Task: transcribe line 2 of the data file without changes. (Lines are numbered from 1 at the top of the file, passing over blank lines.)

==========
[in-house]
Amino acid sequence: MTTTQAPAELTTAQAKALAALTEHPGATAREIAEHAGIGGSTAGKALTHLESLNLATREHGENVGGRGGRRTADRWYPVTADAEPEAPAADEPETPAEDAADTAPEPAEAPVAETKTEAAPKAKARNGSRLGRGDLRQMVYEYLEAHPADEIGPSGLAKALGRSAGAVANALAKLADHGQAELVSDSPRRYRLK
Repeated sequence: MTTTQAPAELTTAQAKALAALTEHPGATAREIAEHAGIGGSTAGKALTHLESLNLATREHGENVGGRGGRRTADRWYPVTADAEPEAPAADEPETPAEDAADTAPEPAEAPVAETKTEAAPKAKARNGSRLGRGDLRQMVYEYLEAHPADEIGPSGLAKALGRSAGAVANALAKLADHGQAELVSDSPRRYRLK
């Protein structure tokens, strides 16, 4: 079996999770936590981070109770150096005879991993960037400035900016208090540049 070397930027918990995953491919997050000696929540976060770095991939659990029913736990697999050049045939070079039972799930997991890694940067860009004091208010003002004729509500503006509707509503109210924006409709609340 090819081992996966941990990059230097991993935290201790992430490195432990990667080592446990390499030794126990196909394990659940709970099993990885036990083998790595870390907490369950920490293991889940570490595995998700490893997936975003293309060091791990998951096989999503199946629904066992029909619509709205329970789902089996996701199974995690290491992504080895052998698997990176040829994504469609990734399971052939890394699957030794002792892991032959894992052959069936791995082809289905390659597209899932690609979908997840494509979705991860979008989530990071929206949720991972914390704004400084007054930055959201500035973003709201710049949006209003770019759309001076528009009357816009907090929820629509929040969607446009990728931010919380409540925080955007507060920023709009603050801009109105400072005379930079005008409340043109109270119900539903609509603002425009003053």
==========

Amino acid sequence: MTTTQAPAELTTAQAKALAALTEHPGATAREIAEHAGIGGSTAGKALTHLESLNLATREHGENVGGRGGRRTADRWYPVTADAEPEAPAADEPETPAEDAADTAPEPAEAPVAETKTEAAPKAKARNGSRLGRGDLRQMVYEYLEAHPADEIGPSGLAKALGRSAGAVANALAKLADHGQAELVSDSPRRYRLK